Friday, September 01, 2006
A man who was rescued from a stricken yacht last year at a cost of nearly $1 million to the taxpayer has admitted charges of benefit fraud, which came to light after his rescue. Bruce John Cox, 49, was sentenced to 250 hours community work in the Christchurch District Court this week after admitting seven counts of wilfully omitting to advise changes in circumstances and one of obtaining by deception. Cox and his partner, Heloise Kortekaas, were rescued from their 9.7m yacht, the Janette Gay, in October 2005 after it lost its mast in atrocious weather north of the Chatham Islands. A succession of RNZAF Orions were sent out to the couple after a Mayday call on October 8, dropping two $250,000 rescue packs, one of which was lost. They were finally picked up on October 11, 2005 by a P and O Nedlloyd ship, the Encounter.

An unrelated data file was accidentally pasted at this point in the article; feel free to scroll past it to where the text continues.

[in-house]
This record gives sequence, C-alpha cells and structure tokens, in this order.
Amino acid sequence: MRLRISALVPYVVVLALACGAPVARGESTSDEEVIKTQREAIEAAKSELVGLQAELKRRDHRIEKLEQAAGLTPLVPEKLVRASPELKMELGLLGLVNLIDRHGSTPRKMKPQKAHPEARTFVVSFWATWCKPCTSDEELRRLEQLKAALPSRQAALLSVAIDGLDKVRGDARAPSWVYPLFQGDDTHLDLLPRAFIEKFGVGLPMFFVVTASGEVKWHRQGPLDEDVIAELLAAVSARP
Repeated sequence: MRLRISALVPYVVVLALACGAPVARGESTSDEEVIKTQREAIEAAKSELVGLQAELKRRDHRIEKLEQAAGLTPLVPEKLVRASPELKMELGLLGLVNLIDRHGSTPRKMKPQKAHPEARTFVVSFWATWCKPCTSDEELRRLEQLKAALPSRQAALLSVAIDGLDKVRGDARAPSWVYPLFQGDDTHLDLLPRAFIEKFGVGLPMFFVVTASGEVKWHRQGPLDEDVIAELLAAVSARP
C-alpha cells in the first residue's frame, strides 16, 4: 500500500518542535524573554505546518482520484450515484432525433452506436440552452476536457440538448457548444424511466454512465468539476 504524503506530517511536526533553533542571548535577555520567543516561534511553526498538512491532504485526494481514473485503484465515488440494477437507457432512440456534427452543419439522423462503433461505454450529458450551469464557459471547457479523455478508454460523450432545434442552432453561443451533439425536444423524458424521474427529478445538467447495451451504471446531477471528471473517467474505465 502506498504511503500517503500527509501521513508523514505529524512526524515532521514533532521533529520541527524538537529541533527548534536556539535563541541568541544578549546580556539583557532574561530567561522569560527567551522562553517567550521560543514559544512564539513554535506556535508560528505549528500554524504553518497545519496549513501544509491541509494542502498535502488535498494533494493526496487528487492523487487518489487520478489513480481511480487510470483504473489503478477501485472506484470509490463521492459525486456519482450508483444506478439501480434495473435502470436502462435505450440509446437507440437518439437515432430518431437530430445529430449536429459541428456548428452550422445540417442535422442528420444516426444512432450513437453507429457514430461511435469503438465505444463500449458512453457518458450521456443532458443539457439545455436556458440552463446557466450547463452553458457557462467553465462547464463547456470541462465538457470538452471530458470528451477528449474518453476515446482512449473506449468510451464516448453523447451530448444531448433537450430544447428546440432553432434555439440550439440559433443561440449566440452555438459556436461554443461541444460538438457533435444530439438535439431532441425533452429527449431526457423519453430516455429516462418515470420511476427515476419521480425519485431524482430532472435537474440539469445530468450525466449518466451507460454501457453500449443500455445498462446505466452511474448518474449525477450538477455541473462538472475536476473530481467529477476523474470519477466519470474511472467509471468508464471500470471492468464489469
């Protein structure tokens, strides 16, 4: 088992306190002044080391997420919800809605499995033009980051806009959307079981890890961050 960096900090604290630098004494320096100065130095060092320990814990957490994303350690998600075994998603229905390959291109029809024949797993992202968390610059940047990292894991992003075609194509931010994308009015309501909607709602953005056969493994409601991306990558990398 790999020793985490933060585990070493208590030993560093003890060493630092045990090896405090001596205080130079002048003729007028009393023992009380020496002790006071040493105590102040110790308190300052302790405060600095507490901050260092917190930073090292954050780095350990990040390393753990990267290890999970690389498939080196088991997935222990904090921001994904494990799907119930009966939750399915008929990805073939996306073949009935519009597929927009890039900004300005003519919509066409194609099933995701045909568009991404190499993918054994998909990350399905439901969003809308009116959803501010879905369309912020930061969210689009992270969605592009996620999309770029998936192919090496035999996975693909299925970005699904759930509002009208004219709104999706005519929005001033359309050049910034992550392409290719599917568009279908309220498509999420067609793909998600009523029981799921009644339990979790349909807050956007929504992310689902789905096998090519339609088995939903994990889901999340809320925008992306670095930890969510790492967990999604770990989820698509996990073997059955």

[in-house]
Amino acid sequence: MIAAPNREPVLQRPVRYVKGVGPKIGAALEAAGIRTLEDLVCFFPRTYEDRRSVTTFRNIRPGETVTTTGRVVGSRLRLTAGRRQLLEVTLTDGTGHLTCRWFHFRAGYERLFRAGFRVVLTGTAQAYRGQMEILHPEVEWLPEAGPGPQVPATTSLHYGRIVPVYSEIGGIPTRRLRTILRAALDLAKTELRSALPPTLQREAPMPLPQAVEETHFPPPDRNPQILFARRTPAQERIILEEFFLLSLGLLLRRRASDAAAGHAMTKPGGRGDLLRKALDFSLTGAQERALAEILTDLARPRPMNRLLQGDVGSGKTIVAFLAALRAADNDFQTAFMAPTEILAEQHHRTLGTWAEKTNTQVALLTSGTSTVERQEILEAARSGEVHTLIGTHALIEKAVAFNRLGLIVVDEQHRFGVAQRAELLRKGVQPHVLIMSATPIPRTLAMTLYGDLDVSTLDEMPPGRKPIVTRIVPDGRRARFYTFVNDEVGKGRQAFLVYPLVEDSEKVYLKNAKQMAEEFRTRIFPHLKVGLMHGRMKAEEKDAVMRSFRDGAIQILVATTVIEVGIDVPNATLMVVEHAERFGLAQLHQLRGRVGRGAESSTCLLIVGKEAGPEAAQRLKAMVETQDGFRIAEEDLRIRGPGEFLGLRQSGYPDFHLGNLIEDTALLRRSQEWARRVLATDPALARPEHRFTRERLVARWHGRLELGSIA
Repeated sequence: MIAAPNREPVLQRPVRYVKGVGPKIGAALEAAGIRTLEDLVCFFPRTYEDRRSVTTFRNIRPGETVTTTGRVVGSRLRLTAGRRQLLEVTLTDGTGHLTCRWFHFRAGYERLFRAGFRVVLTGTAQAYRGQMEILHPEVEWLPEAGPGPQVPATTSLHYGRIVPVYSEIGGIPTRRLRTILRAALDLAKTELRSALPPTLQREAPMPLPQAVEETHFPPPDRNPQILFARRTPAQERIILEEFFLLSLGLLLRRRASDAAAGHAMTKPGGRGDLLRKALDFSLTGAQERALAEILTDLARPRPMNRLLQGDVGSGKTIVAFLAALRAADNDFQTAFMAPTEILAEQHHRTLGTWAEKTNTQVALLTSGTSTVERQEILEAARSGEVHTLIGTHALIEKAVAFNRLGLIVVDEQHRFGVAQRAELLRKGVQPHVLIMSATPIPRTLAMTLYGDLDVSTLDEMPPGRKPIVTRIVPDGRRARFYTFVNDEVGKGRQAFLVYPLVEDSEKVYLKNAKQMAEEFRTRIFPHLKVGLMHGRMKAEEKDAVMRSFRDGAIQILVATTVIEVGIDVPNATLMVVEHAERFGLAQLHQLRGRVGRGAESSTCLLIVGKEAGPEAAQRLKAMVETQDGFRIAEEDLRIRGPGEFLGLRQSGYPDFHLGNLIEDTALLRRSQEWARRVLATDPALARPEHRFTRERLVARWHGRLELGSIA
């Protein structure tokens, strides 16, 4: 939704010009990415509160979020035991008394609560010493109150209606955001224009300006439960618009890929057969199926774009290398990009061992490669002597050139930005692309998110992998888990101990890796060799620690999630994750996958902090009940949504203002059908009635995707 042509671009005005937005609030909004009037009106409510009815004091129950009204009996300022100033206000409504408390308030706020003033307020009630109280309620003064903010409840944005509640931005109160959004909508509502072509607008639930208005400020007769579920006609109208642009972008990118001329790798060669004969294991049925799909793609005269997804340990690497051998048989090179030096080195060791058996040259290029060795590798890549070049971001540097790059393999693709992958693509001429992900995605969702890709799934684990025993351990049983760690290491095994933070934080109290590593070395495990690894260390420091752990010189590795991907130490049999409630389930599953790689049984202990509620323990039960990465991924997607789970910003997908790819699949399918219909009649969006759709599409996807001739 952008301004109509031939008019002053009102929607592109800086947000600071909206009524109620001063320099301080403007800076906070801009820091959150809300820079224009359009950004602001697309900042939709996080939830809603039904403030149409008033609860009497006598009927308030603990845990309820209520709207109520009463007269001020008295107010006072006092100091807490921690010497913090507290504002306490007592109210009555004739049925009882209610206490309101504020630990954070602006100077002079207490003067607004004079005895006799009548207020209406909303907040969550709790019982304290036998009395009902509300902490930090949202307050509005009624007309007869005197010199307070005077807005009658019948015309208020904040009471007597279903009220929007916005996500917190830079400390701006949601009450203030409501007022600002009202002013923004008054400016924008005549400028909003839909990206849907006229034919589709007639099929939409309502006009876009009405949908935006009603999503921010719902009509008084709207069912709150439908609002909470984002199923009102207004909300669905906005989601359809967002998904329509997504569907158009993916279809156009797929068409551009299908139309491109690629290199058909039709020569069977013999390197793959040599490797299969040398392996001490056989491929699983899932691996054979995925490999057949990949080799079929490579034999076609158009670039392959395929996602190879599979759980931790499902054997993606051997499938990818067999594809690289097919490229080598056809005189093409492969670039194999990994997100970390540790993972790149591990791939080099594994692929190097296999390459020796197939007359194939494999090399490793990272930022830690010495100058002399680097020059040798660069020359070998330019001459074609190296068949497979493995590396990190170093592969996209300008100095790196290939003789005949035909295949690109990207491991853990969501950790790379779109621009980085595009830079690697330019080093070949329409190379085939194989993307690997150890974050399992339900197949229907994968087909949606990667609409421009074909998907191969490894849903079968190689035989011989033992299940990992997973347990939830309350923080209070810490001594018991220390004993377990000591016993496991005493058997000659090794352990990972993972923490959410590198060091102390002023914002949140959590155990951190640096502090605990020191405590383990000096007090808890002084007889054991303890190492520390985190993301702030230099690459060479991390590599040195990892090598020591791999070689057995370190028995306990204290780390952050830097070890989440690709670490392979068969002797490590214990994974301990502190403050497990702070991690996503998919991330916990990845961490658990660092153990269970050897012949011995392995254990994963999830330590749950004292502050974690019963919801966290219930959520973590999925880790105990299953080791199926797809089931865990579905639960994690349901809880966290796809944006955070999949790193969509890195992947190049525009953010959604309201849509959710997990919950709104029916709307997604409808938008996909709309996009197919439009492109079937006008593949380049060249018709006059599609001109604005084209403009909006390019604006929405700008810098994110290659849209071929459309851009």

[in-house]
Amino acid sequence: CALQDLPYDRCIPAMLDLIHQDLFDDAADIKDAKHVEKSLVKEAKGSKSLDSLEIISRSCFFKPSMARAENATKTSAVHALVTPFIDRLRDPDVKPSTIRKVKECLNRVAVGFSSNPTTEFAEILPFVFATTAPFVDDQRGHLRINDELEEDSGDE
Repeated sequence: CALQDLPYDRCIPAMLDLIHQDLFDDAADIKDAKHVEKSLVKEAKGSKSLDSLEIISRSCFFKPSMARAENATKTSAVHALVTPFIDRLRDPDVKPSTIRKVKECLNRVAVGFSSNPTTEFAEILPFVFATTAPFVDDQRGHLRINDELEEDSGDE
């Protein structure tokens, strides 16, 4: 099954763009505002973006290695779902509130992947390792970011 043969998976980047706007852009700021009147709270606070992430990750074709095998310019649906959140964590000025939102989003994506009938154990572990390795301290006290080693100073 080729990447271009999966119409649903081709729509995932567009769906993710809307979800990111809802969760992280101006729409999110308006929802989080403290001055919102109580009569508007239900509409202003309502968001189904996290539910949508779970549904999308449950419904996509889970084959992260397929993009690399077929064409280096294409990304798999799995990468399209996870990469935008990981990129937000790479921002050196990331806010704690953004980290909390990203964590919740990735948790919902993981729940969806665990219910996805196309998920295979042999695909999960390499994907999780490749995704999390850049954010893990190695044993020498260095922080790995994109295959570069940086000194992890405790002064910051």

Janette GayProsecutor Stuart Poore told the Christchurch District Court that Cox was originally granted an unemployment benefit on September 18, 2003, which was cancelled in June 2004 after he left the country briefly. On July 21, 2004 he was granted another unemployment benefit, saying he had not been working and was living on the proceeds of a matrimonial property sale. From September 21, 2005, he was found to have left the country on the yacht trip. On his return he applied to transfer to a sickness benefit, and an overpayment of unemployment benefit was established. Cox had agreed all along to advise of changes in circumstances affecting benefit entitlements, Poore said. Inquiries revealed Cox had several jobs in the times in question, between November 2003 to May 2005, and had not disclosed any of the jobs or income. Cox had already received overpayments several times previously, and had been sent five letters of warning. This time he was overpaid $11,279.